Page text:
Let’s review former Gov. Bob McDonnell’s eye-poppingly sordid conduct while holding Virginia’s highest office. Specifically, let’s run down the list of loans and gifts he and his family accepted from businessman Jonnie R. Williams.

The list, much of which the family initially avoided disclosing, is worth considering in light of Monday’s unanimous U.S. Supreme Court ruling that overturned McDonnell’s 11 bribery convictions and officially removed the stamp “crook” from the disgraced politician.

McDonnell accepted at least $70,000 in two different undocumented loans from Williams to bail out a failing real estate partnership the governor owned with his sister. At the time, Williams was seeking McDonnell’s help in promoting his Virginia-based company, Star Scientific.

The McDonnells personally borrowed $50,000 from Williams; the governor’s wife, Maureen, used that to pay down credit card balances and buy stock in Star Scientific.

She wheedled Williams into buying a $6,500 Rolex that she gave to the governor as a Christmas gift.

Williams took Maureen on a $20,000 New York shopping spree at Oscar de la Renta, Louis Vuitton and Bergdorf Goodman.

Williams paid $15,000 for the catering at one McDonnell daughter’s wedding and gave another daughter $10,000 as a wedding gift.

The McDonnells (and some others) flew on a weekend vacation with Williams to Cape Cod, Massachusetts, where they shared a $5,000 bottle of cognac during a beachside clambake — and poured the unfinished portion into a fire. Naturally, Williams picked up the tab.

The McDonnell family stayed in Williams’ multi-million-dollar vacation home at Smith Mountain Lake for a week, during which Williams rented them a boat for $2,300.

McDonnell and his sons charged more than $6,000 in golf outings to Williams at the exclusive Kinloch Golf Club in Goochland County. Williams didn’t attend most of those outings.

The McDonnell daughters accepted commercial airline tickets from Williams so they could attend a bachelorette party in Savannah, Georgia.

More tawdry stuff came out in trial testimony. At one point, Williams testified that Maureen unsuccessfully schemed to get him to buy a car for her daughter and to sell a Land Rover to her son at a deep discount.

The list above is pretty much the gist. It totals about $175,000 worth of goodies, freebies and secret loans.

The McDonnells also took certain actions to promote Williams’ company. They hosted a luncheon in the governor’s mansion to launch Anatabloc, the over-the-counter dietary supplement produced by Star Scientific.

McDonnell arranged some meetings for Williams with state officials. As first lady of Virginia, Maureen McDonnell pitched Anatabloc at out-of-state meetings for Williams.

According the U.S. Supreme Court, none of the above constitutes “honest services fraud” because McDonnell didn’t do enough for Williams in return for all that Williams did for the governor and his family.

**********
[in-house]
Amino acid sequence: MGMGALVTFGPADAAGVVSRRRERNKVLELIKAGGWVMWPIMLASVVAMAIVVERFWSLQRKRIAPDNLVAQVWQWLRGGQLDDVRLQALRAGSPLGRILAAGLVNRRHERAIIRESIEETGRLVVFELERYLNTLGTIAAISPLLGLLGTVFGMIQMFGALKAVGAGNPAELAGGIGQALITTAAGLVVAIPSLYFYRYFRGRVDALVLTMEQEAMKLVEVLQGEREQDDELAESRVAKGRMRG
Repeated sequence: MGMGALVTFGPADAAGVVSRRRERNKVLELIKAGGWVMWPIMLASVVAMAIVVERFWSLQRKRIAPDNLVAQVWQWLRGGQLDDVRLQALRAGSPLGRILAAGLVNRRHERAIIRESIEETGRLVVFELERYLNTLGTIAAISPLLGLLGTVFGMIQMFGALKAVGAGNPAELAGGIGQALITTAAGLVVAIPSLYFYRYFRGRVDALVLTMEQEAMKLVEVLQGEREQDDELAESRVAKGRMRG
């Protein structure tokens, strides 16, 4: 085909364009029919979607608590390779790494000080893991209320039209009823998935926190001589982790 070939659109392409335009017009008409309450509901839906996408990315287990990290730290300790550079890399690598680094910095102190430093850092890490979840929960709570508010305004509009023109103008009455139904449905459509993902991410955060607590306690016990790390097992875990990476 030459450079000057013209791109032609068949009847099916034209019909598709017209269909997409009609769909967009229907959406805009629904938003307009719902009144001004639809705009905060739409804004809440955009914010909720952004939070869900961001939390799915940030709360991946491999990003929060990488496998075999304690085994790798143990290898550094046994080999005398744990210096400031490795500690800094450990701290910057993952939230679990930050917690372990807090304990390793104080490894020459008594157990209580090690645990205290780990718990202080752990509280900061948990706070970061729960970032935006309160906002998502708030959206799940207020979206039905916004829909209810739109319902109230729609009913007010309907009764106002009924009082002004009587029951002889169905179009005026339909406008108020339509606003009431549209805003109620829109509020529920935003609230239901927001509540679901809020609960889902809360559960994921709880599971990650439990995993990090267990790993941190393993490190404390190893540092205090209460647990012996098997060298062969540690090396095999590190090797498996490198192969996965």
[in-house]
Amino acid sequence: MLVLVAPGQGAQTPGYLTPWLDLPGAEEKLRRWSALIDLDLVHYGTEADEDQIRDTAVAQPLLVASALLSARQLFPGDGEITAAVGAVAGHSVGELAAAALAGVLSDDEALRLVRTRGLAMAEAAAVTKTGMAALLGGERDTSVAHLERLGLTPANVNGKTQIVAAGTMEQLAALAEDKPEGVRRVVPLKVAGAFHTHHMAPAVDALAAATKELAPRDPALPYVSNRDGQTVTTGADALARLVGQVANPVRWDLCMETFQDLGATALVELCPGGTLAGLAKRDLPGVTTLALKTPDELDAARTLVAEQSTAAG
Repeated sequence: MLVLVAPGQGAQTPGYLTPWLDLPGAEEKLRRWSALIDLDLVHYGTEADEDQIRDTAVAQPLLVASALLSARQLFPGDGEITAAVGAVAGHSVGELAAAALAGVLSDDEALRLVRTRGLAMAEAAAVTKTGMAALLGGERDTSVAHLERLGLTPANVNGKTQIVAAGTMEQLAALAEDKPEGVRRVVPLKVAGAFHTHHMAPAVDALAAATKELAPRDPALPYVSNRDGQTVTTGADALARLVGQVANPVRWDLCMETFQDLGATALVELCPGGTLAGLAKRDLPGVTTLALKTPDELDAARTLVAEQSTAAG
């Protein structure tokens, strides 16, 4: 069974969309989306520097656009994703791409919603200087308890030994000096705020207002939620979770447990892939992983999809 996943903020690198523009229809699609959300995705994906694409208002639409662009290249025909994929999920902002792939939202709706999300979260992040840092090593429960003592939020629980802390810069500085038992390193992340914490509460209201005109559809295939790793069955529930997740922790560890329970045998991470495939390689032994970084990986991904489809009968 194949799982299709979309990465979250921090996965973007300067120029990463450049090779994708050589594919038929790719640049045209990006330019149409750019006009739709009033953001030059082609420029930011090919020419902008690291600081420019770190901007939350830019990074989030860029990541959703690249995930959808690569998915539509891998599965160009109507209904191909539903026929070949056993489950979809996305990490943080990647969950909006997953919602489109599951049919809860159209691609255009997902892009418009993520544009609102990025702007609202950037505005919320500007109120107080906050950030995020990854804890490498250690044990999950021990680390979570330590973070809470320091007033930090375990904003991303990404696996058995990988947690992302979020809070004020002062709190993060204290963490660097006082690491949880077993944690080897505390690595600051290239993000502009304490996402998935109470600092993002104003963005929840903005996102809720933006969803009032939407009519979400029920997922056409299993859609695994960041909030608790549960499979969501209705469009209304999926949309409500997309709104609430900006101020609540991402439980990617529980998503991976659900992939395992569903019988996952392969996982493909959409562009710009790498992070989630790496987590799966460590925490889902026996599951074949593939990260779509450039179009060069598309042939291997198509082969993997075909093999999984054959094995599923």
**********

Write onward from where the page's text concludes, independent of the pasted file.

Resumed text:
OK, fine. Maybe McDonnell didn’t break the letter of the law. Maybe he should get off on such a technicality. But that doesn’t mean that what he did was ethical, upright or reputable.

The court itself called his actions “distasteful,” and here are a bunch more adjectives that apply — sleazy, shady, slimy, seedy, grubby and greedy.

Moreover, McDonnell probably knew it might look that way. He didn’t disclose much of Williams’ largesse, including the Rolex.

Maureen McDonnell timed some stock trades in a way that meant they could avoid listing on state disclosure forms that the couple purchased Star Scientific stock. After Williams was questioned by the FBI, Maureen suddenly returned some of the items he had purchased for her.

When all the dirty laundry came out, McDonnell publicly apologized for the “embarrassment” he had caused the state. And he paid back the loans and the value of the gifts. Why would he do that, if he believed he had done nothing wrong?

We have laws on the books against government employees (but not necessarily elected officials) accepting illegal gratuities.

Plenty of federal workers have run afoul of those, and lost their jobs and been convicted for accepting as little as gift cards to spas and free moving services.

Those illegal gratuities statues should be extended to elected officials — either by Congress or Virginia’s General Assembly.

Either could craft legislation that allows elected officials to accept transportation or meals or a T-shirt — but not Rolexes, designer gowns, snifters of cognac from $5,000 bottles or $15,000 worth of catering for a daughter’s wedding reception.

Otherwise, politicians are going to do it again. And then they’ll hold their heads high and point to Bob McDonnell and this Supreme Court decision and claim they “did nothing illegal.”

Does anyone want to see that again?

We can do better.

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Dan Casey knows a little bit about a lot of things but not a heck of a lot about most things. That doesn't keep him from writing about them, however. So keep him honest!

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